A study published in the July 16 issue of the New England Journal of Medicine indicates that people who inherit the ApoE4 gene allele are likely to experience signs of early dementia. 815 subjects were followed for about five years, 317 of which were carriers of the APOE4 Gene SNP, and 498 noncarriers. “Longitudinal decline in memory in carriers began before the age of 60 years and showed greater acceleration than in noncarriers (P=0.03), with a possible allele–dose effect (P=0.008). We observed similar although weaker effects on measures of visuospatial awareness and general mental status.” — “Conclusions Age-related memory decline in APOE 4 carriers diverges from that of noncarriers before the age of 60 years, despite ongoing normal clinical status(ref).“
For some time, abnormalities in the APOE gene has been known to be associated with susceptibility to dementia and Alzheimer’s disease(ref)(ref). Aberrations in that gene have also been associated with susceptibility to multiple sclerosis(ref). Back in 2000, a project was set up to investigate common SNPs in the APOE gene and to look at dementia-related disease associations(ref). One perception was that there was a relationship between the presence of APOE4, mitochondrial and oxidative damage and cognitive dysfunction. “The results suggest that mitochondrial/oxidative damage may be more important for the cognitive dysfunction in AD patients who carry APOE4 than in those who do not(ref).” Later it was confirmed that mitochondrial dysfunction and the TOM40 gene are also associated with accumulation of amaloid and the development of Alzheimer’s Disease(ref).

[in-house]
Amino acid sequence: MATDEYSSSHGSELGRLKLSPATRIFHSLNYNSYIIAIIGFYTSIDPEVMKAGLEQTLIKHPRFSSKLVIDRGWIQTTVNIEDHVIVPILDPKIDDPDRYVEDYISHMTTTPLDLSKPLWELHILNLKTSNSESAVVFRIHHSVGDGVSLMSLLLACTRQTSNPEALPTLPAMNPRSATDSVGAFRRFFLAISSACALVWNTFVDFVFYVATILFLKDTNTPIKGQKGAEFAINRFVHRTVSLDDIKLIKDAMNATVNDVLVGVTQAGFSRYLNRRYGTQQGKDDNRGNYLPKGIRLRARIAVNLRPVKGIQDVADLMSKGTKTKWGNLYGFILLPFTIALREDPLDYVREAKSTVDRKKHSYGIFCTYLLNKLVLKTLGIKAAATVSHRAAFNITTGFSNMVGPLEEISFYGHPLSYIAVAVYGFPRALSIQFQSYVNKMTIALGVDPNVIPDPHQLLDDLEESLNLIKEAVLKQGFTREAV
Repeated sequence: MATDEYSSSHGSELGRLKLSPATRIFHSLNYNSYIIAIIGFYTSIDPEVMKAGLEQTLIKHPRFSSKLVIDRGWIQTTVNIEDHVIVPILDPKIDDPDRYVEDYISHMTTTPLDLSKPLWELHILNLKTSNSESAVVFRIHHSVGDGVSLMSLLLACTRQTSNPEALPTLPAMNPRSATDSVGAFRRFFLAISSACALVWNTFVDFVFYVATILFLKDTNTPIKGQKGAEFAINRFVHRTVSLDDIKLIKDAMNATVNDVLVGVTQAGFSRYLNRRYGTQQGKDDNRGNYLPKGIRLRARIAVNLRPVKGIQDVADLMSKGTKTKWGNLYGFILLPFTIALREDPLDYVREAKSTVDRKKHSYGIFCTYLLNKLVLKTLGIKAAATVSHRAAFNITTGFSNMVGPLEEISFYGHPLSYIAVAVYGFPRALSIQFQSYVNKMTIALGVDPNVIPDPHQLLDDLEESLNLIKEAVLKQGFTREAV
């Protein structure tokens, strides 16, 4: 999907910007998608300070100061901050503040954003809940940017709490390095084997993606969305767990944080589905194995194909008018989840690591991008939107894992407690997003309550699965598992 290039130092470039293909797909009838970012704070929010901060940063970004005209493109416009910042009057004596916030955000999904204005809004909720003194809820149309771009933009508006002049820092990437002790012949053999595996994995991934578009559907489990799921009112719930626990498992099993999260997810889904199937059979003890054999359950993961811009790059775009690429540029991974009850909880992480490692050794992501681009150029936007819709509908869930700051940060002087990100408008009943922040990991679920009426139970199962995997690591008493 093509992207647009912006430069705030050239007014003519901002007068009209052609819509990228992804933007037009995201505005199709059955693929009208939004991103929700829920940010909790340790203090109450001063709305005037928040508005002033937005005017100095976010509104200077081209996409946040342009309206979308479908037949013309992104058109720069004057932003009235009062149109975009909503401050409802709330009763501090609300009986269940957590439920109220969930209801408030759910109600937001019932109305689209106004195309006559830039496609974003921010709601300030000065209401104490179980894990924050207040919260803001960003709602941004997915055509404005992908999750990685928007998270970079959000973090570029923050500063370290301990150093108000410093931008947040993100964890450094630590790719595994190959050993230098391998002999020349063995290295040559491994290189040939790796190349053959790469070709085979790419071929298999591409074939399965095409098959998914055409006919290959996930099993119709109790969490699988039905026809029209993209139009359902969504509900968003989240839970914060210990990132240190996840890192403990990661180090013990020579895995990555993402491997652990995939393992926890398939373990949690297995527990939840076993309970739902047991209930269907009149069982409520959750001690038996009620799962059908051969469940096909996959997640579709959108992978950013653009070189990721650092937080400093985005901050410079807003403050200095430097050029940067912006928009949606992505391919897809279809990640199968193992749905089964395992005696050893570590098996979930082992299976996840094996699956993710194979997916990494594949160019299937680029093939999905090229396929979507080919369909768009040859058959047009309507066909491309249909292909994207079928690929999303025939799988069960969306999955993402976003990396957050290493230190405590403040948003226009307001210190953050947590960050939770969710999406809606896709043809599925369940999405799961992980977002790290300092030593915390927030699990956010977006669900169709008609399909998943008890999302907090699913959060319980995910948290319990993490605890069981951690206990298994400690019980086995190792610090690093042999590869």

Until recently, however, it was not clear how the presence of the APOE4 Gene variant impacted on the prognosis for developing Alzheimer’s Disease. “In research presented Sunday at the International Conference on Alzheimer’s Disease in Vienna, Dr. Roses and his team looked at the area of DNA surrounding the APOE gene. They found that a gene linked to APOE called TOMM40 had mutations that involved a small number of extra copies of a particular building block of DNA in some individuals and a large number of extra copies in others.” – “Individuals with the large number of extra copies — known as the “long repeat” version of TOMM40 — coupled with APOE3 develop Alzheimer’s an average of seven years earlier — about age 70 — compared with APOE3 individuals with a “short repeat” version of TOMM40(ref).” The extra-copy alteration in TOMM40 is known as a copy number variation (CNV). The recent blog post Gene variations and diseases – far from simple provides an overview of CNVs and how they can affect disease conditions.